Richard Kinnon (right) with his two sons
IT’S three years since Longreach saw decent rain-bearing clouds but for one drought-affected family, there are positive signs.
The Kinnon family, which runs a tourism business in Longreach, has been encouraged by the number of city Australians who are coming out to support them during what has been acknowledged as ‘the worst drought in white man’s history’.
“It’s so inspiring for us that Mums and Dads are bringing the kids here and connecting with the land and history of the bush,” said Richard Kinnon, who founded the award-winning Kinnon & Co with his wife Marisse as a way to supplement their grazing business.
“We’re not asking people to feed our cows for us but it’s a real boost to our morale when we can share our passion for the bush with people – and when the kids take a genuine interest in our way of life on the land,” he said.
Amongst the Kinnon’s tours is a trip out to their Nogo station where people can get a real taste of pioneering life in outback Queensland.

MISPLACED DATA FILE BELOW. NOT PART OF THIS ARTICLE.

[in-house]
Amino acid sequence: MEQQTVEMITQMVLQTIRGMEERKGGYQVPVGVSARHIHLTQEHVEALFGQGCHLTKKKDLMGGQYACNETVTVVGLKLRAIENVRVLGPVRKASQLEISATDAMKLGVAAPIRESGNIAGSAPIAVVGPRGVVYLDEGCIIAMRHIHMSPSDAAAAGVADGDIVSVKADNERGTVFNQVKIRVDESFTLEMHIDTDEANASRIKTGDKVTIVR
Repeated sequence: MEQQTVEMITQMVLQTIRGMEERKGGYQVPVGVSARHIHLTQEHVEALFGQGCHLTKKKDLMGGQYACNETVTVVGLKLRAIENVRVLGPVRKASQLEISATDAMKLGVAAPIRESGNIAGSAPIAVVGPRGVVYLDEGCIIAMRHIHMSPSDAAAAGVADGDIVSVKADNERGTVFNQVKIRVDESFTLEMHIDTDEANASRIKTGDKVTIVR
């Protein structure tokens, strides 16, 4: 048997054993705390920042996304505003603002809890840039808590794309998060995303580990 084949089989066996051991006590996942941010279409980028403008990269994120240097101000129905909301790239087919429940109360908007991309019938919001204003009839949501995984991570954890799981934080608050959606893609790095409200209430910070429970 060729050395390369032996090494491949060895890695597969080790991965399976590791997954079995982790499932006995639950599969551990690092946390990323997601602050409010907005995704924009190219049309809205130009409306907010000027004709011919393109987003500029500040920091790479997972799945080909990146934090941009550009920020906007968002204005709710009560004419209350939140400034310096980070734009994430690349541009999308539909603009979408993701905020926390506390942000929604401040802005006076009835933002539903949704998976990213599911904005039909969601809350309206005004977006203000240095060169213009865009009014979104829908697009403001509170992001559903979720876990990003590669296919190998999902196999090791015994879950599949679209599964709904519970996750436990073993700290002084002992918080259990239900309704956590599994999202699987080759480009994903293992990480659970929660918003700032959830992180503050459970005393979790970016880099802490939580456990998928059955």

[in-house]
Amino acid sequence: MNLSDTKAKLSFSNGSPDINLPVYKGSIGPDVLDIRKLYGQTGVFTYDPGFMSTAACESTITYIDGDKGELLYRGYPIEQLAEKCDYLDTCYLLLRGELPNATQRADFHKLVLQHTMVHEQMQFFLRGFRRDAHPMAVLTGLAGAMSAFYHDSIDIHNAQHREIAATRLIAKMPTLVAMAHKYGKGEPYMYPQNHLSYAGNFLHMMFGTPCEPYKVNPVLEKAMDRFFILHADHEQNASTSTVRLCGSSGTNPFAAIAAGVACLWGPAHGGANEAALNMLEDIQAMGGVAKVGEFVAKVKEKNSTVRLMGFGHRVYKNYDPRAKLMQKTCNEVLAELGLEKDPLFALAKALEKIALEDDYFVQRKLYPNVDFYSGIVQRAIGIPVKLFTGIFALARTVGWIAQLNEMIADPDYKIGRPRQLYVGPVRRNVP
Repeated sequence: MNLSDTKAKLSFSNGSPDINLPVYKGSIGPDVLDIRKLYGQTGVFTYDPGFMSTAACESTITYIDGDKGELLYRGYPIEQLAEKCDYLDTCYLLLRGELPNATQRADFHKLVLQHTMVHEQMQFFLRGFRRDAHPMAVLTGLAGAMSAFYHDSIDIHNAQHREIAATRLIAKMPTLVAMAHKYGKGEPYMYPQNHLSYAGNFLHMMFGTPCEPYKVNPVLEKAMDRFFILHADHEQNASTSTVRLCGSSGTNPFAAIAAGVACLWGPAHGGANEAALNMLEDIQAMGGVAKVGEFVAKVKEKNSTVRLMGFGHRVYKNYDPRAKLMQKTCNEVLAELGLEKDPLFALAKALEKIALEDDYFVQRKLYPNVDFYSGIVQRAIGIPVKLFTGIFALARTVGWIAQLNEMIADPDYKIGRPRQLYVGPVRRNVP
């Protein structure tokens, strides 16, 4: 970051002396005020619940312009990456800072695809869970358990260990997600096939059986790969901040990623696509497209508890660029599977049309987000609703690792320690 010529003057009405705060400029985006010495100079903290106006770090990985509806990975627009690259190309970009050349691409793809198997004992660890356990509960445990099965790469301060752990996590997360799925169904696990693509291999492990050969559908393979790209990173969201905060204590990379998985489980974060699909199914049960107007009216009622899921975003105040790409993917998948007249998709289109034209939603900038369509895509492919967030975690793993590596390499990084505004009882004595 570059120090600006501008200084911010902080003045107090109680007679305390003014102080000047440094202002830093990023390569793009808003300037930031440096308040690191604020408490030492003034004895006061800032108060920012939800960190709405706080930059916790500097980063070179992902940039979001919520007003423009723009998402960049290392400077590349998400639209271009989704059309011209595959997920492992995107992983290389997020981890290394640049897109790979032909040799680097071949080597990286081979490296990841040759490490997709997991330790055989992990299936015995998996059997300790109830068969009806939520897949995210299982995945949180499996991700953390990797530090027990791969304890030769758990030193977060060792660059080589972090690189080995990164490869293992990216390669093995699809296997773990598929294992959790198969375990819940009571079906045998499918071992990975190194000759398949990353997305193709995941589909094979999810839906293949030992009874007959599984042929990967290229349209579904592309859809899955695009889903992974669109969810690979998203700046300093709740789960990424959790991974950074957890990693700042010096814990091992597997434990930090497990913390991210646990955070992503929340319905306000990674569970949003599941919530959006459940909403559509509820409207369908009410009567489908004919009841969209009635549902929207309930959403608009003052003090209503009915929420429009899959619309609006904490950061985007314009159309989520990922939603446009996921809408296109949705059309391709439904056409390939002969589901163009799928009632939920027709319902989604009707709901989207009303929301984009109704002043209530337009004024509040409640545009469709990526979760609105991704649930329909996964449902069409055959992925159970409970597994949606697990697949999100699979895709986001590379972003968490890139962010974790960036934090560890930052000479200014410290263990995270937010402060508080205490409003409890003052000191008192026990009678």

“People needn’t worry that it will be a confronting trip seeing starving animals,” Richard said.
“We want to show people the positive side of life in the outback – and give them an opportunity to experience our history in an entertaining way.”
“We don’t deny the harsher realities to our lives here but we want to share the good things and show the resilient, pioneering family spirit that is part of Australia’s character.”
Richard also believes that it can have an important long-term effect for young people to experience what life is like far from the cities and what an agricultural lifestyle is all about.
“We’ve even had young people saying to their parents ‘let’s move here’ or ‘let’s have a sheep station’.
“If Australia wants an agricultural industry for the future, we need to inspire this interest in our younger generations.” Richard said.
Even if there were decent rains tomorrow, the Longreach region faces a long haul to rebuild. It would be at least three years before stations could produce income again as most have been destocked.
Tourist visitors are their lifeline – and a lifeline for all the local businesses that are visited along the way.
“We used to hear that people had come out to Longreach to see the Stockman’s Hall of Fame but now we’re hearing that they’ve come out to show solidarity and help us through the drought challenge!” Richard said.
“That is a huge encouragement for us to know that people in the cities are thinking of us and that we are not facing our challenges alone.”
Those who want to visit Longreach can find out more about the Kinnon & Co tours at Outback Pioneers.